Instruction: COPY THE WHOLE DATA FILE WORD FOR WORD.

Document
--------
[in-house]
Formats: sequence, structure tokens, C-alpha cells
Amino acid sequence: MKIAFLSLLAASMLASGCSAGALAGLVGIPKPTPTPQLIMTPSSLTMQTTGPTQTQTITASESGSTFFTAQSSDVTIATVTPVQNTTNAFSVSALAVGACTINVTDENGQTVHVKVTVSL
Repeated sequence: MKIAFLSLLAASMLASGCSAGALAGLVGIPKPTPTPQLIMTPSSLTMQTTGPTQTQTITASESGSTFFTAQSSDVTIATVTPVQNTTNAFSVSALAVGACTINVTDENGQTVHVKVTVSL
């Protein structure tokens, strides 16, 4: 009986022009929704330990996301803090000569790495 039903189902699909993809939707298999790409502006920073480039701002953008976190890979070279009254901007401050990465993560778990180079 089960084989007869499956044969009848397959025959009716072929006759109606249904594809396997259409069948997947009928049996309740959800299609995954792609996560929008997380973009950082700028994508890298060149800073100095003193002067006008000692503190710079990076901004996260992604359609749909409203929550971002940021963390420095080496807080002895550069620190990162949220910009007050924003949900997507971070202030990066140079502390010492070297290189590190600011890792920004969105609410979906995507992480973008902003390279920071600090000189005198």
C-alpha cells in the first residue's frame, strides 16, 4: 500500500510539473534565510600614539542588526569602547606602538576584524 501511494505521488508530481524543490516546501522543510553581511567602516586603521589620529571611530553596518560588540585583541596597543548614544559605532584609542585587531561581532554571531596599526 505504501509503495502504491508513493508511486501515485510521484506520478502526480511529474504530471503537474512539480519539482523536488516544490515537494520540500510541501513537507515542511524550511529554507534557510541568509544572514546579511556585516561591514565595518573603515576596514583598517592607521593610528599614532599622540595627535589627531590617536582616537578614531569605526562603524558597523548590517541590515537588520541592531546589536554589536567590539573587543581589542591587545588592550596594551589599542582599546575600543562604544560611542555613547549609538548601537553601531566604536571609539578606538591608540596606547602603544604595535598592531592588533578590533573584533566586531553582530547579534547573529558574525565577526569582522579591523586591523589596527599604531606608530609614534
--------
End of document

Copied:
[in-house]
Formats: sequence, structure tokens, C-alpha cells
Amino acid sequence: MKIAFLSLLAASMLASGCSAGALAGLVGIPKPTPTPQLIMTPSSLTMQTTGPTQTQTITASESGSTFFTAQSSDVTIATVTPVQNTTNAFSVSALAVGACTINVTDENGQTVHVKVTVSL
Repeated sequence: MKIAFLSLLAASMLASGCSAGALAGLVGIPKPTPTPQLIMTPSSLTMQTTGPTQTQTITASESGSTFFTAQSSDVTIATVTPVQNTTNAFSVSALAVGACTINVTDENGQTVHVKVTVSL
């Protein structure tokens, strides 16, 4: 009986022009929704330990996301803090000569790495 039903189902699909993809939707298999790409502006920073480039701002953008976190890979070279009254901007401050990465993560778990180079 089960084989007869499956044969009848397959025959009716072929006759109606249904594809396997259409069948997947009928049996309740959800299609995954792609996560929008997380973009950082700028994508890298060149800073100095003193002067006008000692503190710079990076901004996260992604359609749909409203929550971002940021963390420095080496807080002895550069620190990162949220910009007050924003949900997507971070202030990066140079502390010492070297290189590190600011890792920004969105609410979906995507992480973008902003390279920071600090000189005198």
C-alpha cells in the first residue's frame, strides 16, 4: 500500500510539473534565510600614539542588526569602547606602538576584524 501511494505521488508530481524543490516546501522543510553581511567602516586603521589620529571611530553596518560588540585583541596597543548614544559605532584609542585587531561581532554571531596599526 505504501509503495502504491508513493508511486501515485510521484506520478502526480511529474504530471503537474512539480519539482523536488516544490515537494520540500510541501513537507515542511524550511529554507534557510541568509544572514546579511556585516561591514565595518573603515576596514583598517592607521593610528599614532599622540595627535589627531590617536582616537578614531569605526562603524558597523548590517541590515537588520541592531546589536554589536567590539573587543581589542591587545588592550596594551589599542582599546575600543562604544560611542555613547549609538548601537553601531566604536571609539578606538591608540596606547602603544604595535598592531592588533578590533573584533566586531553582530547579534547573529558574525565577526569582522579591523586591523589596527599604531606608530609614534